Shifer v Shifer, 2018 NY Slip Op 06584 [2d Dept 2018]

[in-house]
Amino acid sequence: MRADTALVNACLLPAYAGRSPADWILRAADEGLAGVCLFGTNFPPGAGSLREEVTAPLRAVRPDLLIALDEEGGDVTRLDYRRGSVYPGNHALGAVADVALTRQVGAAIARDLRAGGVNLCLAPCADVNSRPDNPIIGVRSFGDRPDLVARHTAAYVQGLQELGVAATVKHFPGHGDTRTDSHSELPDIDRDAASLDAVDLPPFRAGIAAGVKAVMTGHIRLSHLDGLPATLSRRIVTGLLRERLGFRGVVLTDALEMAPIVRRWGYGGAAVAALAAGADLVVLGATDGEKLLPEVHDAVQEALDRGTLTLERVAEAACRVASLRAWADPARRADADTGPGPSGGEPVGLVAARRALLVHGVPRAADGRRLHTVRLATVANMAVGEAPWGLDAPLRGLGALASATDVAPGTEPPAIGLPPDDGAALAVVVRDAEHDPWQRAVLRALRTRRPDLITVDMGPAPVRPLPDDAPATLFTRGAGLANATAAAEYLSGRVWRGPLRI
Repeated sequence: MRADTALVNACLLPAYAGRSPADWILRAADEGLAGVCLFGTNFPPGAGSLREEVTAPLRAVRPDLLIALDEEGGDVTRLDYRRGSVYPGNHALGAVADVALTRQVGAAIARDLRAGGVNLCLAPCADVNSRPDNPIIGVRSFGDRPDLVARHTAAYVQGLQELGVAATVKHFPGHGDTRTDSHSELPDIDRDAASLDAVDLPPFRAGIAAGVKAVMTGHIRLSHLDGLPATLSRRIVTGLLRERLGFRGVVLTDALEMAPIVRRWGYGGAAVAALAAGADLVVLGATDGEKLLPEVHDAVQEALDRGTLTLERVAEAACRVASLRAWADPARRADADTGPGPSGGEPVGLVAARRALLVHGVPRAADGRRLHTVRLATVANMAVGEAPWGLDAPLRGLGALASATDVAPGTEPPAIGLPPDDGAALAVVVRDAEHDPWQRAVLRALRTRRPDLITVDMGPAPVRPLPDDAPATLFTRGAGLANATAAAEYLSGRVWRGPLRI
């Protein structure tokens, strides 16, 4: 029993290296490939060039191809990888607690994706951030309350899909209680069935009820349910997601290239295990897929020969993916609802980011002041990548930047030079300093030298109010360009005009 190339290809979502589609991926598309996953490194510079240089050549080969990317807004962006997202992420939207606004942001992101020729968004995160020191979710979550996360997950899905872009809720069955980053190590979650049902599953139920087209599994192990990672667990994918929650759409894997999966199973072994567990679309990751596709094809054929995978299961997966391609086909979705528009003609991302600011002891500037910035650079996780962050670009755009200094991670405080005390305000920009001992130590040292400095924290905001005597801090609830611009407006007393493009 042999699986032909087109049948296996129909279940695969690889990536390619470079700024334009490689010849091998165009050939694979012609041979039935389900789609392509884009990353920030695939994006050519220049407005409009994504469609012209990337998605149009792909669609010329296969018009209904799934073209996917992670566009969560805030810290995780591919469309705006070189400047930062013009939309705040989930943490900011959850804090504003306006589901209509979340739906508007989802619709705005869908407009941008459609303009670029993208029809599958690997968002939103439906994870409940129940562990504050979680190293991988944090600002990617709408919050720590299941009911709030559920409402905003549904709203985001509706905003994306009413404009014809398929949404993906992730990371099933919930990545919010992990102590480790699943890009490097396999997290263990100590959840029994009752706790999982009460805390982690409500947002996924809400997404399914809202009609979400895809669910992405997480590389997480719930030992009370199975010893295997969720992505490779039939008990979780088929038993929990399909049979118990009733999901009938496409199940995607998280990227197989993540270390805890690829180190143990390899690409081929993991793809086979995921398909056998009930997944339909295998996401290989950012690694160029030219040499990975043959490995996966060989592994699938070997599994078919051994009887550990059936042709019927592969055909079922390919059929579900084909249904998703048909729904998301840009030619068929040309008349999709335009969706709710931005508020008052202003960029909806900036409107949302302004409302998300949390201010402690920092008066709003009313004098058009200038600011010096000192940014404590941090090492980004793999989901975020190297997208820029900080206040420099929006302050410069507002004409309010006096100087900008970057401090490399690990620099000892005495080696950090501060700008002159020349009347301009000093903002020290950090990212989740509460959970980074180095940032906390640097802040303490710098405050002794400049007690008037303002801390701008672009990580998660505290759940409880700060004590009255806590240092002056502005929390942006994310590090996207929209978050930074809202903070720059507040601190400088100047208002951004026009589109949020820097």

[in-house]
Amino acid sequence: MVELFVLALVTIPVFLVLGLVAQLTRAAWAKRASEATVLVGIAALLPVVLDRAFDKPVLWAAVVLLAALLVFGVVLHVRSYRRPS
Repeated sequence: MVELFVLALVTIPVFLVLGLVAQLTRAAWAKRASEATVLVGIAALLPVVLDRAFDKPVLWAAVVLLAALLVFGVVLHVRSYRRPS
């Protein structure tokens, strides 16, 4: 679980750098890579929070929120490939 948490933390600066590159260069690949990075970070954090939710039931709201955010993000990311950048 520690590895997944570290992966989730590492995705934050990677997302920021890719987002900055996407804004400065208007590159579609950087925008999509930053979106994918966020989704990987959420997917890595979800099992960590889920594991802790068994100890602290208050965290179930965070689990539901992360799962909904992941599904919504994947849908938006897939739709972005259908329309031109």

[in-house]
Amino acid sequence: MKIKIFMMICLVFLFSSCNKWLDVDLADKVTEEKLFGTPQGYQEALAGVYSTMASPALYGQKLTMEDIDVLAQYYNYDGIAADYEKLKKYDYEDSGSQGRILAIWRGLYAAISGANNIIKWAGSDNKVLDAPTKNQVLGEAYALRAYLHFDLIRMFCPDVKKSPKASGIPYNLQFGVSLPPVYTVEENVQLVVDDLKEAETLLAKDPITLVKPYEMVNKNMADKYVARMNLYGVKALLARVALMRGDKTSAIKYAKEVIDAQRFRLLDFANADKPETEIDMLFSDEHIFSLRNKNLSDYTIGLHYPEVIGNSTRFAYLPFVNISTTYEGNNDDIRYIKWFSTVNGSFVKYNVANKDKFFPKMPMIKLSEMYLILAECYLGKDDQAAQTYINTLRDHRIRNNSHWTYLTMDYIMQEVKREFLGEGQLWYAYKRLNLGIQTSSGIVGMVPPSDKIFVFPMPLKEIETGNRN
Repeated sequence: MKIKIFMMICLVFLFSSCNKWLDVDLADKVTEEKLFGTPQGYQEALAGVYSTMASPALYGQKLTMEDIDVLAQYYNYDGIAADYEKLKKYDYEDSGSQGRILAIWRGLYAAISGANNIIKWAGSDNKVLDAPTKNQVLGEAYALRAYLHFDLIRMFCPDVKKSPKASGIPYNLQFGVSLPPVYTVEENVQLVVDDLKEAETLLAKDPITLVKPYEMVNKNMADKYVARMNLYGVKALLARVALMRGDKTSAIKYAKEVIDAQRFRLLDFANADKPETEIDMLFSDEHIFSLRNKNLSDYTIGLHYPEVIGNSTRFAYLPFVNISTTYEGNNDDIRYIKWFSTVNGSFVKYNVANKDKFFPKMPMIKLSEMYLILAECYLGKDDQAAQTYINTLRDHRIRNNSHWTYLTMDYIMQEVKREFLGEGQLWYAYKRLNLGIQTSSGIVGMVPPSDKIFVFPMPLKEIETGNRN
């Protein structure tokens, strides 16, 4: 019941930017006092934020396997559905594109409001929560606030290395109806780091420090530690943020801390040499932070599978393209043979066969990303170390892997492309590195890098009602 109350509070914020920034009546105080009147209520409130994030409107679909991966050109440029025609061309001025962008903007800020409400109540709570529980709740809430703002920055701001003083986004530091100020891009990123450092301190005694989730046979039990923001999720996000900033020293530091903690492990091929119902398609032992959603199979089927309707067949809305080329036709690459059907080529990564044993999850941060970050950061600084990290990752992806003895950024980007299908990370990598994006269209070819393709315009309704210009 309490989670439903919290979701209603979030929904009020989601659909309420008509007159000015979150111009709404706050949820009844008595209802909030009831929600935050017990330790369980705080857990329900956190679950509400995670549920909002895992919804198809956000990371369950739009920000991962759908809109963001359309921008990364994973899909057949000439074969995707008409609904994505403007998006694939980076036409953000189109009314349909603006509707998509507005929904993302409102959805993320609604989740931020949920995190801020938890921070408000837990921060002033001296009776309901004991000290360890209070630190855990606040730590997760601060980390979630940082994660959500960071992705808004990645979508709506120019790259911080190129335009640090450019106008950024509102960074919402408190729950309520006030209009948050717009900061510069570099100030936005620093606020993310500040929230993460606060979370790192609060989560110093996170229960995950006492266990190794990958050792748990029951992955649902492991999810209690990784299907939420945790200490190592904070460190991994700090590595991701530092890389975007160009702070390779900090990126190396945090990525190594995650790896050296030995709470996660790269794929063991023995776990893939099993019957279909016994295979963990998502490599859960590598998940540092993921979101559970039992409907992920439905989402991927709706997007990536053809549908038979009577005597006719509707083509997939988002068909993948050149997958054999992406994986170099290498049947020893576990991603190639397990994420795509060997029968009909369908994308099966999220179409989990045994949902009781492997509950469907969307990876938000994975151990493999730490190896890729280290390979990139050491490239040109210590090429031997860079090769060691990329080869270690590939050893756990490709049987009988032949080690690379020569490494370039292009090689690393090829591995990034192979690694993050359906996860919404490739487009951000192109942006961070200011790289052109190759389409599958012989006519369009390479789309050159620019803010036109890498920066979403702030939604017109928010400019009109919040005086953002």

Collateral estoppel precludes a party from relitigating in a subsequent action or proceeding an issue clearly raised in a prior action or proceeding and decided against that party or those in privity, whether or not the tribunals or causes of action are the same (see D’Arata v New York Cent. Mut. Fire Ins. Co., 76 NY2d 659; Ryan v New York Tel. Co., 62 NY2d 494, 500; Lozada v GBE Contr. Corp., 295 AD2d 482, 483). It is an equitable principle designed to conserve court resources and prevent conflicting results (see Buechel v Bain, 97 NY2d 295, 303). “[C]ollateral estoppel bars not only parties from a previous action from litigating an issue decided therein, but those in privity with them as well” (Gramatan Home Investors Corp. v Lopez, 46 NY2d 481, 486; see Matter of Borenstein v New York City Employees’ Retirement Sys., 88 NY2d 756). The party to be precluded from relitigating an issue must have had a full and fair opportunity to contest the prior determination. The burden is on the party attempting to defeat the application of collateral estoppel to establish the absence of a full and fair opportunity to litigate (see Buechel v Bain, 97 NY2d at 303; Kaufman v Eli Lilly & Co., 65 NY2d 449, 455-456). As an equitable principle, collateral estoppel should be applied with fairness and flexibility, “grounded in the facts and realities of a particular litigation, rather than rigid rules” (Buechel v Bain, 97 NY2d at 303).